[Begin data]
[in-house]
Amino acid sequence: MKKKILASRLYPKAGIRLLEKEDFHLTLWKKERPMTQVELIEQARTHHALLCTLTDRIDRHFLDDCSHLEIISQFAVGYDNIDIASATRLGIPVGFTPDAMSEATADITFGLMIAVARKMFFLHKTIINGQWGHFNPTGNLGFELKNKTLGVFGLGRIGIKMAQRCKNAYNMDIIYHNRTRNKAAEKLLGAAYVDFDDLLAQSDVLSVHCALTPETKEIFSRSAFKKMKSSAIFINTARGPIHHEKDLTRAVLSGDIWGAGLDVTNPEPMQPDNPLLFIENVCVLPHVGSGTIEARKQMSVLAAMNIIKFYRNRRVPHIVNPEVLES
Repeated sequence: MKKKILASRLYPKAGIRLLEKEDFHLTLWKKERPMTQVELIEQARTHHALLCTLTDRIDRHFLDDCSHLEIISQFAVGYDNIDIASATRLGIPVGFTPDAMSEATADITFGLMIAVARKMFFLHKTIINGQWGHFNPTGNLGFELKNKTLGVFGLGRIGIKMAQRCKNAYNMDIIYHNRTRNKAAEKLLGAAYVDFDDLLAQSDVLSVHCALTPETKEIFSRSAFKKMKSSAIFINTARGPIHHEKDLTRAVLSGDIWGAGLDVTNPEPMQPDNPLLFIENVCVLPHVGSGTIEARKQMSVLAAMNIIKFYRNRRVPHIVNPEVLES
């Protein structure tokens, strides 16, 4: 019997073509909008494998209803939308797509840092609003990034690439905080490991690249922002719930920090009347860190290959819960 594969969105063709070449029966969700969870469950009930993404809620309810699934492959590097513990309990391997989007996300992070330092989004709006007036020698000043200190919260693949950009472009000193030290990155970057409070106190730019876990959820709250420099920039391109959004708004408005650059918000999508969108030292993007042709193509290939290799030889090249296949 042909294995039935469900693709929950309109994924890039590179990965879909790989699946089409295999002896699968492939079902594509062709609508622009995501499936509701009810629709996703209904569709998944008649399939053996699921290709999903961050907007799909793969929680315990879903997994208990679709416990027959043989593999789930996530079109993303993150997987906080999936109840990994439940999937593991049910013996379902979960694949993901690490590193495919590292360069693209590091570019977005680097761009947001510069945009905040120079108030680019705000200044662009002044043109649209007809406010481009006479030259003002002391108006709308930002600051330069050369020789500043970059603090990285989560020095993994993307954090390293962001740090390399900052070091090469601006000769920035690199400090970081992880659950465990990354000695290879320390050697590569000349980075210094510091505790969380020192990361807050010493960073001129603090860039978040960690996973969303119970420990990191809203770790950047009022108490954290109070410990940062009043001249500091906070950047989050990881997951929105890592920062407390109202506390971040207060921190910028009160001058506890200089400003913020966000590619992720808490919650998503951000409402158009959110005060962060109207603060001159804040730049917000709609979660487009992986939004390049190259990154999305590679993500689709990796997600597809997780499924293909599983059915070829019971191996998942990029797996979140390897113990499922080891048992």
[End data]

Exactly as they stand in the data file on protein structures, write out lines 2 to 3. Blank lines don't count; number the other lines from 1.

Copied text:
Amino acid sequence: MKKKILASRLYPKAGIRLLEKEDFHLTLWKKERPMTQVELIEQARTHHALLCTLTDRIDRHFLDDCSHLEIISQFAVGYDNIDIASATRLGIPVGFTPDAMSEATADITFGLMIAVARKMFFLHKTIINGQWGHFNPTGNLGFELKNKTLGVFGLGRIGIKMAQRCKNAYNMDIIYHNRTRNKAAEKLLGAAYVDFDDLLAQSDVLSVHCALTPETKEIFSRSAFKKMKSSAIFINTARGPIHHEKDLTRAVLSGDIWGAGLDVTNPEPMQPDNPLLFIENVCVLPHVGSGTIEARKQMSVLAAMNIIKFYRNRRVPHIVNPEVLES
Repeated sequence: MKKKILASRLYPKAGIRLLEKEDFHLTLWKKERPMTQVELIEQARTHHALLCTLTDRIDRHFLDDCSHLEIISQFAVGYDNIDIASATRLGIPVGFTPDAMSEATADITFGLMIAVARKMFFLHKTIINGQWGHFNPTGNLGFELKNKTLGVFGLGRIGIKMAQRCKNAYNMDIIYHNRTRNKAAEKLLGAAYVDFDDLLAQSDVLSVHCALTPETKEIFSRSAFKKMKSSAIFINTARGPIHHEKDLTRAVLSGDIWGAGLDVTNPEPMQPDNPLLFIENVCVLPHVGSGTIEARKQMSVLAAMNIIKFYRNRRVPHIVNPEVLES